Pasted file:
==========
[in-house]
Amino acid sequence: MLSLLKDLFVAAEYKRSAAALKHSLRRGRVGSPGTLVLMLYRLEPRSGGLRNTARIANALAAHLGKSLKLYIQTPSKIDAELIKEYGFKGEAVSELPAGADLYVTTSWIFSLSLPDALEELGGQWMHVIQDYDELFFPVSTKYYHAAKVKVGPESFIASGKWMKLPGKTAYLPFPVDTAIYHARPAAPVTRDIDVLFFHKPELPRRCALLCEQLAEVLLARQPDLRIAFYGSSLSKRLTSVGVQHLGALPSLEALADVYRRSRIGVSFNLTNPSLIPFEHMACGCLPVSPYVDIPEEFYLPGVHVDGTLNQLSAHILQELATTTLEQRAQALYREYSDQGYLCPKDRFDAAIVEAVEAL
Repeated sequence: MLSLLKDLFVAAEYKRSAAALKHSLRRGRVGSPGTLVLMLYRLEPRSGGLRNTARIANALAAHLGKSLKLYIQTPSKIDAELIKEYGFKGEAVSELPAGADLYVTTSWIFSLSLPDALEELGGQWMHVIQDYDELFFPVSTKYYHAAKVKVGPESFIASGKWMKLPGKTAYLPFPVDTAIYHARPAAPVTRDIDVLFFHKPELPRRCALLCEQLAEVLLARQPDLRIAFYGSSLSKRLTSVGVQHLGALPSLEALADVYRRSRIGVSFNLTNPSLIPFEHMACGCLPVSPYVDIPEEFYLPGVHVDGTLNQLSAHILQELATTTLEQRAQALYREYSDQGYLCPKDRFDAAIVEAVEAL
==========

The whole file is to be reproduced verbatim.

[in-house]
Amino acid sequence: MLSLLKDLFVAAEYKRSAAALKHSLRRGRVGSPGTLVLMLYRLEPRSGGLRNTARIANALAAHLGKSLKLYIQTPSKIDAELIKEYGFKGEAVSELPAGADLYVTTSWIFSLSLPDALEELGGQWMHVIQDYDELFFPVSTKYYHAAKVKVGPESFIASGKWMKLPGKTAYLPFPVDTAIYHARPAAPVTRDIDVLFFHKPELPRRCALLCEQLAEVLLARQPDLRIAFYGSSLSKRLTSVGVQHLGALPSLEALADVYRRSRIGVSFNLTNPSLIPFEHMACGCLPVSPYVDIPEEFYLPGVHVDGTLNQLSAHILQELATTTLEQRAQALYREYSDQGYLCPKDRFDAAIVEAVEAL
Repeated sequence: MLSLLKDLFVAAEYKRSAAALKHSLRRGRVGSPGTLVLMLYRLEPRSGGLRNTARIANALAAHLGKSLKLYIQTPSKIDAELIKEYGFKGEAVSELPAGADLYVTTSWIFSLSLPDALEELGGQWMHVIQDYDELFFPVSTKYYHAAKVKVGPESFIASGKWMKLPGKTAYLPFPVDTAIYHARPAAPVTRDIDVLFFHKPELPRRCALLCEQLAEVLLARQPDLRIAFYGSSLSKRLTSVGVQHLGALPSLEALADVYRRSRIGVSFNLTNPSLIPFEHMACGCLPVSPYVDIPEEFYLPGVHVDGTLNQLSAHILQELATTTLEQRAQALYREYSDQGYLCPKDRFDAAIVEAVEAL